Conscious Sexual Self

Connection Requires Consciousness

Creating a Body-Positive Home For Your Kids

 

Every day we are teaching kids what to think about their bodies and how to treat them. Some might say our society is a hostile environment for bodies with so many encouragements to view our body from the outside, rather than to experience and listen to it from the inside. Here are a few tips for helping kids have a more body-positive time at home.

 

* Teach attention to and identification of body sensations, such as tired, hungry, etc.  Help your children to identify what they are experiencing in their bodies. It is so easy for us to just think, “Man, you are cranky today” or “He is whiny because he is tired”. It can be really helpful for kids to focus on what their body is telling them. Have a conversation with your child – How do you feel when you are getting sleepy? Maybe give them some ideas. For example, “When I get sleepy, things that are normally easy for me can start to seem hard and sometimes my body feels really slow and heavy”. Once your child learns that their body gives them important information, they can also learn that they can take action to take care of it. What helps you when you are feeling sleepy? Have these kinds of little conversations about feeling hungry, needing attention or love, being scared, all kinds of experiences that we can feel in our bodies. Here’s the tough part, parents – In teaching your children to take care of their own bodies sensations and needs, you need to model taking care of your own. So, are you feeling tired? What could you do to help you to recover a little bit?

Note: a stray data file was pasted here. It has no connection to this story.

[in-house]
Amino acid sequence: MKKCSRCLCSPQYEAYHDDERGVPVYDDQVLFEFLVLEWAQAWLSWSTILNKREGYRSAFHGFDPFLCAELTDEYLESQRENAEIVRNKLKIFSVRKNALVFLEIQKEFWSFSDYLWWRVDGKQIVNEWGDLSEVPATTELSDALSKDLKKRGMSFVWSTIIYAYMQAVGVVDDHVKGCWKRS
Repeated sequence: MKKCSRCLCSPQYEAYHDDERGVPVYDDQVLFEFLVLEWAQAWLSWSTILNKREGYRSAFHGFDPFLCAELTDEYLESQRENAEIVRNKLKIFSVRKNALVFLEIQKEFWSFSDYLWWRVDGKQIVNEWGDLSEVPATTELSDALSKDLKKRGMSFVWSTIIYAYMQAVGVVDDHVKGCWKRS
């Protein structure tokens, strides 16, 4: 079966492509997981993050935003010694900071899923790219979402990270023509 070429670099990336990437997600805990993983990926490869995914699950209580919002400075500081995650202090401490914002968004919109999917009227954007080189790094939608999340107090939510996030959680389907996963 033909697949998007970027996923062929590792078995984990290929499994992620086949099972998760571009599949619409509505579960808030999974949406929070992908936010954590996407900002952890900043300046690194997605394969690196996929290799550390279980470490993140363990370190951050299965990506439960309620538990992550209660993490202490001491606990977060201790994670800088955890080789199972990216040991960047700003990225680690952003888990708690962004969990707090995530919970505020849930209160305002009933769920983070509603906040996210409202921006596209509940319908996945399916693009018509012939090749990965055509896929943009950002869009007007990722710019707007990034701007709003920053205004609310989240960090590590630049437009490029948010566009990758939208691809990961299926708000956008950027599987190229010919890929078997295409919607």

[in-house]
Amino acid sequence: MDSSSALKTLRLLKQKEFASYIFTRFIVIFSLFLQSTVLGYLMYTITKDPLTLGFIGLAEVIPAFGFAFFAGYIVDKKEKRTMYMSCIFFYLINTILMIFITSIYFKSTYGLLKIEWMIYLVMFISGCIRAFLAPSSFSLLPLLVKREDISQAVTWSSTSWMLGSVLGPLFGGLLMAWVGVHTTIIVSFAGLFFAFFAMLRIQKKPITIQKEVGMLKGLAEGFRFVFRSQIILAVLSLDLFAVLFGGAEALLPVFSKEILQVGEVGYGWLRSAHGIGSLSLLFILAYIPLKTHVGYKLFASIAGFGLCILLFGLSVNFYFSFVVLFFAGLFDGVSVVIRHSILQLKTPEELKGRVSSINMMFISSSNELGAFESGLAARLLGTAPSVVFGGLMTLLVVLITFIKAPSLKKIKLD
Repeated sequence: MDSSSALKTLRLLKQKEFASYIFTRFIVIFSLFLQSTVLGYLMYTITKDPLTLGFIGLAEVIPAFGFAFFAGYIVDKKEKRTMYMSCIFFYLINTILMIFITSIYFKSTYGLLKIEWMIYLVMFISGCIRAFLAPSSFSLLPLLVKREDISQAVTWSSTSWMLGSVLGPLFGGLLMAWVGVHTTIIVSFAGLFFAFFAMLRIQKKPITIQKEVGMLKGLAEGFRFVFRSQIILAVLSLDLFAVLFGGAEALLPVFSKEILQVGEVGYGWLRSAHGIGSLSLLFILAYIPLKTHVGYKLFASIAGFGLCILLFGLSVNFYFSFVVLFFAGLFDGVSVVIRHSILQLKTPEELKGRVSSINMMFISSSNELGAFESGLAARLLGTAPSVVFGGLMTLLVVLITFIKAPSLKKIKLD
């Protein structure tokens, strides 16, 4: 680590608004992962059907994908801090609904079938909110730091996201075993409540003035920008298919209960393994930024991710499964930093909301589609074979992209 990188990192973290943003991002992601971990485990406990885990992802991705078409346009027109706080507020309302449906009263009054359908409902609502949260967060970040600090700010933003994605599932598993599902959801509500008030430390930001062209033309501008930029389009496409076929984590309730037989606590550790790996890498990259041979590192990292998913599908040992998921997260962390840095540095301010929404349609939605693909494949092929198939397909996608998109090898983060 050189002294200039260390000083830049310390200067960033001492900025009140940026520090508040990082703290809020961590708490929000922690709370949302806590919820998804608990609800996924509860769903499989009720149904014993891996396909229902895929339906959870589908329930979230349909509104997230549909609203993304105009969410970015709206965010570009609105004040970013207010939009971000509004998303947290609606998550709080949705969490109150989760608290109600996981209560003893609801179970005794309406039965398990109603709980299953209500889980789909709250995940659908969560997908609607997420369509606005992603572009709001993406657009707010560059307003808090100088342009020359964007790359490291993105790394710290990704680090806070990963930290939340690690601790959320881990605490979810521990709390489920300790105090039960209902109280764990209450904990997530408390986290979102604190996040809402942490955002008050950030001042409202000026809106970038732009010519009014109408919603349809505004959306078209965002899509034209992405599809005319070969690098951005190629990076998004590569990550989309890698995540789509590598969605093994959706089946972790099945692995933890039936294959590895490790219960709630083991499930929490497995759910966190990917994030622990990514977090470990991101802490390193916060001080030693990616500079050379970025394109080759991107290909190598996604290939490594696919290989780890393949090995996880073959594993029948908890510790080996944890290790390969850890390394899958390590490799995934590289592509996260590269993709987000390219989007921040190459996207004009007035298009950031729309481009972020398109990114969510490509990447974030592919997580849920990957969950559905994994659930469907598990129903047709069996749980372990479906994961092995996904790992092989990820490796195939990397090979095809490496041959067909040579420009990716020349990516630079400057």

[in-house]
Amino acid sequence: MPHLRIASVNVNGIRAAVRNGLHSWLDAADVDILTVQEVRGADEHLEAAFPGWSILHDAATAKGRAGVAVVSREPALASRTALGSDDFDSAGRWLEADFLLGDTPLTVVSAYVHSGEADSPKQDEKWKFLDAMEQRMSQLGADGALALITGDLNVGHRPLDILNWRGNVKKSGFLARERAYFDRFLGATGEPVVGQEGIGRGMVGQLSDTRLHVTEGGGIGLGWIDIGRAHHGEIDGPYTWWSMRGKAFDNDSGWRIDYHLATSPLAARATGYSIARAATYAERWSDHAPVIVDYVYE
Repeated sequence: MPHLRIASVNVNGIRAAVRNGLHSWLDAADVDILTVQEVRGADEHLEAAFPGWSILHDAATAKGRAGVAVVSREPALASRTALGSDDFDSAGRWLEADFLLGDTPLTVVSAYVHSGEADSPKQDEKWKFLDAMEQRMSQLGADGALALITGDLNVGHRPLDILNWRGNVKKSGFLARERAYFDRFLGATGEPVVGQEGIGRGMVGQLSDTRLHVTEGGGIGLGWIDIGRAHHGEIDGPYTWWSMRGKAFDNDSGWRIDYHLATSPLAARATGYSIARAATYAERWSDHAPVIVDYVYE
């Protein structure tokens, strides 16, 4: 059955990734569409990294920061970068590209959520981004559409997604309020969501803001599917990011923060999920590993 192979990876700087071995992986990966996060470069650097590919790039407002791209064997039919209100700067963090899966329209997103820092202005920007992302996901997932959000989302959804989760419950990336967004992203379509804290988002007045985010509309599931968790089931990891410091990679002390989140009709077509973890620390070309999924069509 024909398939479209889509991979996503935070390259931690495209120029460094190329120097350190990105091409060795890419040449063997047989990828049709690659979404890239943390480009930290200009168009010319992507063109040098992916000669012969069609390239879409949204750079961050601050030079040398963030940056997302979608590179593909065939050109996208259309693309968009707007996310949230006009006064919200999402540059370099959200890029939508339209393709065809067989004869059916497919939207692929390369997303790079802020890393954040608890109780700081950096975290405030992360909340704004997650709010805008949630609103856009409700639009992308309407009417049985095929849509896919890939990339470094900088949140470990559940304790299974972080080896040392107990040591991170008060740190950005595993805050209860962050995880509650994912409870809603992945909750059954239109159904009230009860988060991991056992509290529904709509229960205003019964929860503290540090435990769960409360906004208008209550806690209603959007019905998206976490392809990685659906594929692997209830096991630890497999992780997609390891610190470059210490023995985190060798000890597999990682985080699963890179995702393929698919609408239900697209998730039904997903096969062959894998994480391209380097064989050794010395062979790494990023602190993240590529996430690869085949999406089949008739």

* Encourage exploration of individual strengths, rather than pushing a mold   The family sport may be baseball, but if your child’s hand eye coordination isn’t where it may need to be for them to enjoy and feel successful at baseball, allow them to explore other sports or activities that might help them find a sense of accomplishment. Encourage all your children, but especially those under 10 years old, to experiment with different activities and have fun discovering all the varied ways to be active. Invite family play that includes touch, stretching, silly non-choreographed movement or dancing, or exploration of their senses, all ways for your children to discover their own bodies and what it can do and feel. Think of movement at fun, not work, and you may be amazed at what changes.

 

* Focus on eating for energy and pleasure  Food tastes good and food fuels us to live our lives, but so often we talk about food and the way we eat it as though it says something about our value or ethics as a person. How often have you said, in front of your kids, “Oh I shouldn’t eat that” or “I was so bad for eating that ice cream”. Help your children focus on food choices with as little shaming as possible. And the best way to do this is to model that attitude with yourself and your choices. For example, saying “Cookies sound good, but I know I have a busy afternoon ahead of me so I am going to have something that will give me more energy” or “I would love one of your brownies and I am going to sit here and really enjoy it”. These responses are not shame based and they show food as an ally to support you in feeling good and functioning the way you want to.

 

* Do not allow teasing about bodies in your house  Very often I hear dads say that they used to bond with their kids through playful teasing and then when puberty hit their kids suddenly starting taking it so seriously. Yes, part of teen development is to be very worried about being “normal” and living up to external standards. For several years it becomes very hard for teens to joke about themselves. This does not mean that they have permanently lost their sense of humor, although it may feel like that. However, teasing through this time in their lives or any other can be very painful and can shut down lines of communication between you. I also hear teens, and adults, say that teasing from siblings was an incredibly painful part of growing up and often still stings. So have family ground rules set in place that no one (including parents) gets teased about how their body looks or works. Find other ways to joke and be playful that are non-critical.